-- Crowbar regulars Langhorne Slim and the Law are making their way back to Ybor City. Look for 'em on Oct. 9; tickets are $11-$14. Click here.
-- Country star Wynonna is coming to the Mahaffey Theatre on Dec. 21 for "Wynonna's Rockin' Christmas," a review of holiday music backed by a full band. Tickets are $39-$69, and they'll go onsale to the public on Friday Click here.
-- No one has ever accused Your Humble Soundcheck Editor of being a massive Primus fan, but we still kind of wish the band's groundbreaking "3D Tour," featuring 3-D-enhanced visuals and Quad Surround Sound, was coming to Tampa Bay. Instead, look for them at Orlando's Hard Rock Live on Nov. 9. Click here.
Via Stuck in the '80s comes one of the most intriguing concert announcements we've heard in quite some time. Public Image Ltd., the British post-punk band fronted by former Sex Pistol John Lydon, are coming to the Cuban Club in Ybor City on Oct. 6.
You read that right. Johnny Rotten in the Cuban Club. Even if you don't dig Public Image Ltd., you have to admit, that's pretty cool.
The current incarnation of PiL also features guitarist Lu Edmonds (The Damned), drummer Bruce Smith (The Slits, The Pop Group) and bassist Scott Firth.
Ticket info is hard to come by at this point, but according to PiL's website, they'll be available via Ticketfly.com on Friday. Click here for more info.
And hey, is the Cuban Club becoming Tampa Bay's punk venue of choice? Pennywise, MxPx and Unwritten Law are playing there in October, too. Interesting.
-- Jay Cridlin, tbt*
Unless you're a delegate, donor or some other very powerful Republican, you're not getting in to see Lynyrd Skynyrd when the Southern rock legends perform in Tampa during the Republican National Convention in August.
The Sweet Home Alabama rockers are reportedly booked to kick off a week of concerts at "Liberty Plaza," a makeshift concert venue near the Tampa Bay Times Forum in downtown Tampa, on Aug. 26. Kid Rock, Trace Adkins and other acts will also perform. But unless you're credentialed to be inside the Forum's security radius, you're out of luck.
But later this fall, even blue dog Democrats will get a chance to see Skynyrd in concert.
Lynyrd Skynyrd are coming to Ruth Eckerd Hall on Oct. 24, according to the venue. Tickets are listed at $61 to $186. Click here for info.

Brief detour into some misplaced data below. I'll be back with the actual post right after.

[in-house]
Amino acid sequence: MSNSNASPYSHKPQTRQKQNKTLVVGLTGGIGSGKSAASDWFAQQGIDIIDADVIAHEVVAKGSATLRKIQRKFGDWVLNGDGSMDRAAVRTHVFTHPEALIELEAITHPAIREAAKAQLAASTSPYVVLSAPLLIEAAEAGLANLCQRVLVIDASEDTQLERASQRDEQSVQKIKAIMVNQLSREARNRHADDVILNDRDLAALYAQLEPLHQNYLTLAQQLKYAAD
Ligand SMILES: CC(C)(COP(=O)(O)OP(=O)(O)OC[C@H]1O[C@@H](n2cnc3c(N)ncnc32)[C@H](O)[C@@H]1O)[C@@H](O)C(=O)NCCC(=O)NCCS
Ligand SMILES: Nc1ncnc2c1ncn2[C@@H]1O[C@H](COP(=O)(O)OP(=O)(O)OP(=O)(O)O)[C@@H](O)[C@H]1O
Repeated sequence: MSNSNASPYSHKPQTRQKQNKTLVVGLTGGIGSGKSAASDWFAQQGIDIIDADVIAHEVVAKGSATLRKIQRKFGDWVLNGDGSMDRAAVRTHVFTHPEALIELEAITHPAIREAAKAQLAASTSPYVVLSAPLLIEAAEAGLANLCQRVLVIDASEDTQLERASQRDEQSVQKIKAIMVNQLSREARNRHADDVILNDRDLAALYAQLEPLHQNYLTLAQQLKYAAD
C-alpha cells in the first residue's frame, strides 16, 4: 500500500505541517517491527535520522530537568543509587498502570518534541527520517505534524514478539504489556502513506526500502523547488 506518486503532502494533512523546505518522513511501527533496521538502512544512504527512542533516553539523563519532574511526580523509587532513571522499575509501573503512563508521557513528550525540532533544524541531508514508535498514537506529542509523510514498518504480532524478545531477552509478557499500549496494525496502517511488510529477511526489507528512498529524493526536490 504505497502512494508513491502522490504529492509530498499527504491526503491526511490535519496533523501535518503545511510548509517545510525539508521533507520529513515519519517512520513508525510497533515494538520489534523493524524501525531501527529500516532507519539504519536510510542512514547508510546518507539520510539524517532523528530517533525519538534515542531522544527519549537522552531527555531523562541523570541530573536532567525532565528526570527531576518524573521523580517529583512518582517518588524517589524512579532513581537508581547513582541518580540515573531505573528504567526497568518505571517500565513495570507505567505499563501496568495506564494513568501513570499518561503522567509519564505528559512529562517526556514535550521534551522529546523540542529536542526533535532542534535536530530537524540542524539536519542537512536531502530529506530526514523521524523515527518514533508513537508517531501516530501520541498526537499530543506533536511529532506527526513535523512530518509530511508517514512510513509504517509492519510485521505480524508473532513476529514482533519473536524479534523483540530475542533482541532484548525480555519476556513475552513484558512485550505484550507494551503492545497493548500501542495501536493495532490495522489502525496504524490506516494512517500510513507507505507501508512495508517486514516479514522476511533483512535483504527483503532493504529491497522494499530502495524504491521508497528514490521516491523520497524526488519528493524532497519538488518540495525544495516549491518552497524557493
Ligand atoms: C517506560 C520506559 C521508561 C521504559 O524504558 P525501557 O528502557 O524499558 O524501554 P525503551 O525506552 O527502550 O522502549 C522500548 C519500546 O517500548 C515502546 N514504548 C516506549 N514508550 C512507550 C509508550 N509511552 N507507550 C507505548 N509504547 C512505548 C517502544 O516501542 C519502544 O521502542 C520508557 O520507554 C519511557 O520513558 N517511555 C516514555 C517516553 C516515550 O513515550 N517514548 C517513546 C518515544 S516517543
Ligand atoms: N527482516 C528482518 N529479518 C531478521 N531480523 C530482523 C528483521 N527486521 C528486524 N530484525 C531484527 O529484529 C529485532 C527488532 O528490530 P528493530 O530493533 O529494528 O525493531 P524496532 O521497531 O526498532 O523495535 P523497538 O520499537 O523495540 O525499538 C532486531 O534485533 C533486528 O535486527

On Oct. 26, they'll be at the UCF Arena in Orlando (click here for info), then it's off to their annual Simple Man Cruise, leaving from Miami on Oct. 27. So if you want to spend a full week shouting "Free Bird!" -- and actually meaning it -- this might be your chance.
-- Jay Cridlin, tbt*
This week's edition of the Relentlessly Positive Rock 'n' Roll Energy Power Rankings looks like this:
5. Mountain Goats (especially following Saturday's uber-smiley performance at the State Theatre)
4. Foxy Shazam
2. Andrew W.K.
1. Matt and Kim
Why do Matt and Kim get the nod over Andrew W.K. this week? Because they're coming to the Ritz Ybor, and we're homers. Sue us.
The unabashedly gleeful, insanely energetic Matt Johnson and Kim Schifino, whose effervescent piano-pop singles include Daylight and Sidewalks, are returning to Tampa Bay on Oct. 17 for a concert at the Ritz. Tickets are $22, and if you're having a bummer of a week, it'll be the best $22 you ever spent. Get 'em on Friday.
Here's what we wrote when we saw Matt and Kim at last fall's DeLuna Fest in Pensacola Beach:
Matt and Kim were so furiously into the music they kept shaking the stage – SHAKING THE STAGE, PEOPLE – and stagehands had to keep running out to fix their mic stands and drum kit. All the while, Matt and Kim were asking the audience to play along in their reindeer games. First Kim threw dozens of flaccid balloons into the crowd and asked the crowd to blow them up and bat them around, which they did. Then she wanted them to take off their shirts and whip them around like Willow Smith’s hair, and they did that too. Then she wanted to walk on the crowd, so she hopped down and started surfing on fans’ hands. If Matt and Kim started a cult, I’m not saying I’d join, but I’d certainly leaf through a pamphlet.
Trust us: This'll be a fun one.
-- Jay Cridlin, tbt*
While most beach-based singer-songwriters are content to play Margaritaville at clubs up and down Gulf Boulevard, Jim Lanier is taking his act international.
A while back, the Indian Rocks Beach guitarsmith was performing at the Thunderbird Beach Resort in Treasure Island when a Finnish hotelier who happened to be in town stopped by. “What would it take for you to play at my hotel in Finland?” Lanier says he was asked.
“You meet all kinds at beach bars, many are weirdos,” Lanier said in an email. However, the hotelier was persistent. And this week, Lanier is on his way to the Hotel Kultahippu in Ivalo, Finland, where he is billed, no joke, as “Jim Lanier/USA.”
The owner “loves American music, especially country music,” Lanier said. “He came to Florida to find entertainment for a weekend of American music at his hotel. I’m sure I wasn’t his first or best choice. I was probably the first person to ultimately say, 'Sure, I’ll go to Finland!’”
The funny thing is, Lanier isn’t strictly a country artist. Like most beach bards, he favors oldies, Buffett and “trop-rock.” “But I must have been in a country music mood when Marko heard me because he thought I was a country artist.”